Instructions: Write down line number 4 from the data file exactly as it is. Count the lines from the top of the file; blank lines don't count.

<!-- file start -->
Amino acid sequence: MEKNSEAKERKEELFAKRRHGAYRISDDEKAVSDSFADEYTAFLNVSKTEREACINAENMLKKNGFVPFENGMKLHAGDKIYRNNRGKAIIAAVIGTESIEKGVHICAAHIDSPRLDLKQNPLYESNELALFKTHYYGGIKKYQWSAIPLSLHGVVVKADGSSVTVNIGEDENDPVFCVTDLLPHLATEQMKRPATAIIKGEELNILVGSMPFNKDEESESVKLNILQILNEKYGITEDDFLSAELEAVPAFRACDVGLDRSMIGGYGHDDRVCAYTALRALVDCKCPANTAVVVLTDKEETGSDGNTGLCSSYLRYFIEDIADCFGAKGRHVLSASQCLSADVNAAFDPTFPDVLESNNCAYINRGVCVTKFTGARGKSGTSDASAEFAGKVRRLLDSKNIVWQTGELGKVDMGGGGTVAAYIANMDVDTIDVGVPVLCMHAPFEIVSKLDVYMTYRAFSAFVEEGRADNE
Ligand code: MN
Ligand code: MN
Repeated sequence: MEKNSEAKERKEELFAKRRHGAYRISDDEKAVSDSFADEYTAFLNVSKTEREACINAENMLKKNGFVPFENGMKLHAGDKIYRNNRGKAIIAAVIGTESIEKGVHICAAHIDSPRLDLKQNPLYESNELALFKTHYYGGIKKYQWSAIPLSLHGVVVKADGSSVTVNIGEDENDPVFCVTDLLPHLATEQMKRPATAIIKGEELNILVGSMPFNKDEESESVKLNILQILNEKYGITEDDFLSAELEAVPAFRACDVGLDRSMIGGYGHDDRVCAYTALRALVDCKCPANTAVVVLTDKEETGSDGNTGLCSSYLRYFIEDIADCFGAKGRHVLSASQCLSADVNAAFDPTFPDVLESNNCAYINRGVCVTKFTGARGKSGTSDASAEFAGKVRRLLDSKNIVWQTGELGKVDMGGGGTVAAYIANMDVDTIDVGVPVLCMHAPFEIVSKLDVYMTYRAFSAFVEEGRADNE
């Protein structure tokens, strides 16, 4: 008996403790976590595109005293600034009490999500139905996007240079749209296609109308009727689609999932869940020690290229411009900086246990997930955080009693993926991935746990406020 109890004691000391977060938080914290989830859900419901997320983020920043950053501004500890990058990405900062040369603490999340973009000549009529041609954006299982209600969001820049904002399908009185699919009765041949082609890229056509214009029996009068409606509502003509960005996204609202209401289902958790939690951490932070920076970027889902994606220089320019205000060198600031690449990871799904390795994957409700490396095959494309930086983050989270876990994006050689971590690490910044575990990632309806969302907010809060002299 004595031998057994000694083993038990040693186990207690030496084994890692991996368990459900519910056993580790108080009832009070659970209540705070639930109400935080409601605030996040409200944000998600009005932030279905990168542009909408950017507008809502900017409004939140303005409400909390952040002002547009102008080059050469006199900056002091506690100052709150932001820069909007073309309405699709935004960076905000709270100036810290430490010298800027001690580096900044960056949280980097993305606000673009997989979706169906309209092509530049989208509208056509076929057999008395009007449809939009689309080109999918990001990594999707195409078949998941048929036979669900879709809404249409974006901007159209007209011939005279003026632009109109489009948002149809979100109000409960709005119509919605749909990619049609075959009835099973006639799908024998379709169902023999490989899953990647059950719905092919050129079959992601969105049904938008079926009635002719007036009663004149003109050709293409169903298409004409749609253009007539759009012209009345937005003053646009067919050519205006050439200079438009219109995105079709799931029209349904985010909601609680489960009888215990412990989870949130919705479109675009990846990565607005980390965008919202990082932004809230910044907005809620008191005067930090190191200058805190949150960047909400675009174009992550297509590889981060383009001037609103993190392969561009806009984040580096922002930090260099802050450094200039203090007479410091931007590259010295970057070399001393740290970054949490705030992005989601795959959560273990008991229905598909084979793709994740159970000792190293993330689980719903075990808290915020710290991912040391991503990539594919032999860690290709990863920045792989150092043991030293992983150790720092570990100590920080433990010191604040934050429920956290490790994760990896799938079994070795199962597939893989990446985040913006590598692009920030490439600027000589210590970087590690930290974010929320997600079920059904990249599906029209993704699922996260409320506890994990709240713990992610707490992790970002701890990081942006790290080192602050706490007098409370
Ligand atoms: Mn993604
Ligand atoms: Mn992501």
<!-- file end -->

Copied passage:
Repeated sequence: MEKNSEAKERKEELFAKRRHGAYRISDDEKAVSDSFADEYTAFLNVSKTEREACINAENMLKKNGFVPFENGMKLHAGDKIYRNNRGKAIIAAVIGTESIEKGVHICAAHIDSPRLDLKQNPLYESNELALFKTHYYGGIKKYQWSAIPLSLHGVVVKADGSSVTVNIGEDENDPVFCVTDLLPHLATEQMKRPATAIIKGEELNILVGSMPFNKDEESESVKLNILQILNEKYGITEDDFLSAELEAVPAFRACDVGLDRSMIGGYGHDDRVCAYTALRALVDCKCPANTAVVVLTDKEETGSDGNTGLCSSYLRYFIEDIADCFGAKGRHVLSASQCLSADVNAAFDPTFPDVLESNNCAYINRGVCVTKFTGARGKSGTSDASAEFAGKVRRLLDSKNIVWQTGELGKVDMGGGGTVAAYIANMDVDTIDVGVPVLCMHAPFEIVSKLDVYMTYRAFSAFVEEGRADNE